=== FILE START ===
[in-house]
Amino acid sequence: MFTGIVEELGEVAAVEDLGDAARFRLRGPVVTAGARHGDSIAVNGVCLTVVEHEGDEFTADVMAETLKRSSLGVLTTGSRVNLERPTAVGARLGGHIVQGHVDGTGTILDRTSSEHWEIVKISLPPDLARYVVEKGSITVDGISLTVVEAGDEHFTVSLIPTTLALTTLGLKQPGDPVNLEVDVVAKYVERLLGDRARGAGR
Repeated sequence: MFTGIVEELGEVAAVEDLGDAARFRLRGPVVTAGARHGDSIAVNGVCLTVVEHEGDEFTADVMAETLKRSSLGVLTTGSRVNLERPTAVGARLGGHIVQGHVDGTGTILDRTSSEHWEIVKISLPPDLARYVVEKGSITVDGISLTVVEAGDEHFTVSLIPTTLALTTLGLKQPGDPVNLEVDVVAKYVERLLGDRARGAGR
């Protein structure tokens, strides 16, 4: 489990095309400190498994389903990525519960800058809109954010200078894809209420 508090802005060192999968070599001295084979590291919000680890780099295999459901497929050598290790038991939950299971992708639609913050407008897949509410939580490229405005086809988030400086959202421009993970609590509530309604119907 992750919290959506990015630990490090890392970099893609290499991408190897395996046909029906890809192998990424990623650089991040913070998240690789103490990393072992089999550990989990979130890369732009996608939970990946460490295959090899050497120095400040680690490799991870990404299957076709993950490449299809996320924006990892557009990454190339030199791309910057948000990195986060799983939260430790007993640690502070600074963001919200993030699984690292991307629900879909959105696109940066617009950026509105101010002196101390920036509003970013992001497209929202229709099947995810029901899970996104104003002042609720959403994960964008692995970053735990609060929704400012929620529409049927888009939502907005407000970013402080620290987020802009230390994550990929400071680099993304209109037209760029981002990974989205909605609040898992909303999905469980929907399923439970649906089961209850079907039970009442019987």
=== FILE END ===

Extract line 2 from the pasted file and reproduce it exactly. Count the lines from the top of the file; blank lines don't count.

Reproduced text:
Amino acid sequence: MFTGIVEELGEVAAVEDLGDAARFRLRGPVVTAGARHGDSIAVNGVCLTVVEHEGDEFTADVMAETLKRSSLGVLTTGSRVNLERPTAVGARLGGHIVQGHVDGTGTILDRTSSEHWEIVKISLPPDLARYVVEKGSITVDGISLTVVEAGDEHFTVSLIPTTLALTTLGLKQPGDPVNLEVDVVAKYVERLLGDRARGAGR